A 35-YEAR Costa del Sol rollercoaster, featuring a whole host of celebrities, fast cars and fast girls has been penned by British expat Paul Hickling.
With no shortage of amusing anecdotes, Paul tracks his time on the Costa and maps out how he came to create the Roman Oasis, one of the most unique restaurants in Andalucia, found in Manilva.
Jotting down the trials and tribulations of being a restaurateur for the past 14 years, father-of-three Paul has finally revealed all in his book, My Roman Oasis.
Here are three extracts which capture the comical tone throughout Paul’s page-turner.
The wolf attack
Dusk was falling as we settled him in for his first night alone, and by way of a joke, I said, ‘I don’t know why you’re worried about a silly mat when there are much more important things to worry about living out in the country, like the wolves for example.’
He looked really worried, and said, ‘You mean there are wolves here?’ All the others who had been to Spain before knew there were no wolves in that part of Spain and began joining in the joke.
Alan said, ‘Yes, there are packs of them up in the hills but you should be all right as they only come down at night. Keep your door locked and you won’t have any trouble.’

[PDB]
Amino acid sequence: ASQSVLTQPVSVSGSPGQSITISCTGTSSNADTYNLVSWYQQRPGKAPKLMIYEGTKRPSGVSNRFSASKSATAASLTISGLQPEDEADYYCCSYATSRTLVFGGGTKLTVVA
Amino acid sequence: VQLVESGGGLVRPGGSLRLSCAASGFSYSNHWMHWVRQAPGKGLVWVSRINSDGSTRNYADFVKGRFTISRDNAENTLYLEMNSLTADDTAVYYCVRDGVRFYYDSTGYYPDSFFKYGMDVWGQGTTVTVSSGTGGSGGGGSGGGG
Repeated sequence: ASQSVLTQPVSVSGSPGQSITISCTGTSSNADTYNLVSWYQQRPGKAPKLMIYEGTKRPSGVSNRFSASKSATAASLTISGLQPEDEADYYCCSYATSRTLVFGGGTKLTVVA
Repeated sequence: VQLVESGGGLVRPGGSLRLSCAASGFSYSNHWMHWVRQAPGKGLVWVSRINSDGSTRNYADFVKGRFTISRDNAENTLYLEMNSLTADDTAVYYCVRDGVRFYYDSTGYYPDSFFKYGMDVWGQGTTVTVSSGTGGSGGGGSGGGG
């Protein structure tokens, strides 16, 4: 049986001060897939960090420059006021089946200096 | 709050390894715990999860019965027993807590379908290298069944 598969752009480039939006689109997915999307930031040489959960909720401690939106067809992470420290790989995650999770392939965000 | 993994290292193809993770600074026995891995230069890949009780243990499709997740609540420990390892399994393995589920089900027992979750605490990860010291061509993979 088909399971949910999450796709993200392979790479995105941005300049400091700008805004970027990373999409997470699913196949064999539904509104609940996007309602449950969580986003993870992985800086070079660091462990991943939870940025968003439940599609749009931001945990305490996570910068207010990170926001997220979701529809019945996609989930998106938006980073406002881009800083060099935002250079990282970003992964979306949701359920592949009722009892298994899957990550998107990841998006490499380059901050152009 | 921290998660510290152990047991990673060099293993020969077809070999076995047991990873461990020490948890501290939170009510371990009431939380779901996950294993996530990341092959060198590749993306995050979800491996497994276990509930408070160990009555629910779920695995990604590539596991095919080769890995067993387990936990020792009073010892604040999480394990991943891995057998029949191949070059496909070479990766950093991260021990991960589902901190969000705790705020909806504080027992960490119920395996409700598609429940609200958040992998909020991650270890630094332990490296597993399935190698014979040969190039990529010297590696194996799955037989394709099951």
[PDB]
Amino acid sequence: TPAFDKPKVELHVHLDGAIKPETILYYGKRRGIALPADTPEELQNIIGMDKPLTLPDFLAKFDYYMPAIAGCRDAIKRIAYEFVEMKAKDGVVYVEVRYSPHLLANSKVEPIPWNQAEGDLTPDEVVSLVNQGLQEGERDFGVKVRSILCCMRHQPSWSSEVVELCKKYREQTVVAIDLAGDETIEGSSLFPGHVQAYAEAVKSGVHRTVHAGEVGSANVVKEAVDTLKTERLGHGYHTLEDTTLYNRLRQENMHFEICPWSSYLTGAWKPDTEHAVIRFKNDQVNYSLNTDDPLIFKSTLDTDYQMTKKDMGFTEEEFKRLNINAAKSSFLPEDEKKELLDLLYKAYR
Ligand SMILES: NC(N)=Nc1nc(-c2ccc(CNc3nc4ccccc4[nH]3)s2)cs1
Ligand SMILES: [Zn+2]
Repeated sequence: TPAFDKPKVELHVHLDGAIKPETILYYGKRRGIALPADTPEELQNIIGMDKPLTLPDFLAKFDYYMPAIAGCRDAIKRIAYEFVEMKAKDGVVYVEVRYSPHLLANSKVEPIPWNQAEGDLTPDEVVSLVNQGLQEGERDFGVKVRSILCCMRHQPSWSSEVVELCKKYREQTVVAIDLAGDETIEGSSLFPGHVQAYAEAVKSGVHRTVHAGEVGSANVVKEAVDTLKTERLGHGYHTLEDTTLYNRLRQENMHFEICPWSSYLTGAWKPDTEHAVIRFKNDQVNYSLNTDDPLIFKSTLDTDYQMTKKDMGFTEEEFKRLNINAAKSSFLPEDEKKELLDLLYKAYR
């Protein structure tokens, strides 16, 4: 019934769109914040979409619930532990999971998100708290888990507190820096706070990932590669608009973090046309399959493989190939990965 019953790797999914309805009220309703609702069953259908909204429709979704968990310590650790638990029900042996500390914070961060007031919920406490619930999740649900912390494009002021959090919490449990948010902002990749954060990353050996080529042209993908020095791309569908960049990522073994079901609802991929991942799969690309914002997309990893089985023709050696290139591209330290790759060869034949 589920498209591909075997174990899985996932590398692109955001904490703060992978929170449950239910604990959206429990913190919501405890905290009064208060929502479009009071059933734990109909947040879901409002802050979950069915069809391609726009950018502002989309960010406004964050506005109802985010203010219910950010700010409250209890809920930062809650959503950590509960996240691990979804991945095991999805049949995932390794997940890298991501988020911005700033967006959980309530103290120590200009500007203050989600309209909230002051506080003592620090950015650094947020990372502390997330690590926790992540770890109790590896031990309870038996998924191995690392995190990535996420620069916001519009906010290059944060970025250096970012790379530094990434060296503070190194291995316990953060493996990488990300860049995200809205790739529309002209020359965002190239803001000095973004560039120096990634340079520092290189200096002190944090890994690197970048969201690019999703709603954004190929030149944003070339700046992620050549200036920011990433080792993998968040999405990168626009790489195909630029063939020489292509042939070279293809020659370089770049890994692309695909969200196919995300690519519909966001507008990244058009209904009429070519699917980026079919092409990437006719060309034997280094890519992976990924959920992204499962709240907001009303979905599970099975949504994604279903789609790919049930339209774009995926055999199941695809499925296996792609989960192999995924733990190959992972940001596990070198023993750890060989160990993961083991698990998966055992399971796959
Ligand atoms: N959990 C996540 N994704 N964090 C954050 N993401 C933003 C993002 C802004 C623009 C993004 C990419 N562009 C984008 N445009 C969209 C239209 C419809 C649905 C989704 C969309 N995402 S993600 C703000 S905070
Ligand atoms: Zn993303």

Jeff looked pensively at the window, before adding, ‘Maybe we should put some bars on the window, what do you think, Paul?’
‘Good idea, Jeff,’ but looking outside, I said, ‘Hey it’s getting dark gang. We’d better make a move.’
As we left we heard the sound of a key being turned firmly in the lock and a bolt being rapidly shot into place. ‘You are a rotten bastard, Paul. It’s my uncle after all,’ said Jeff, laughing as we sat having a jar or two in a bar down the road.
It was now Alan, of course, who suggested that we went back later to the restaurant to impersonate a wolf pack. Closing the car doors as quietly as we could, we walked stealthily to the restaurant which was in darkness except for a strip of light coming from Harry’s room.
Creeping past the window, we then went around the back to the car park onto which Harry’s door faced. My wolf impression is pretty realistic and once on a trip to London Zoo I even gained the attention of the normally dormant wolf pack there. And so, in the utter silence and the still of the night, I began to howl.
Without wishing to appear conceited, I would like to think that if you were listening to my rendition you would see in your mind’s eye a large grey wolf standing on a high rock, silhouetted by the moonlight and the leader of a large pack gathered below, howling eerily in a prelude to the hunt.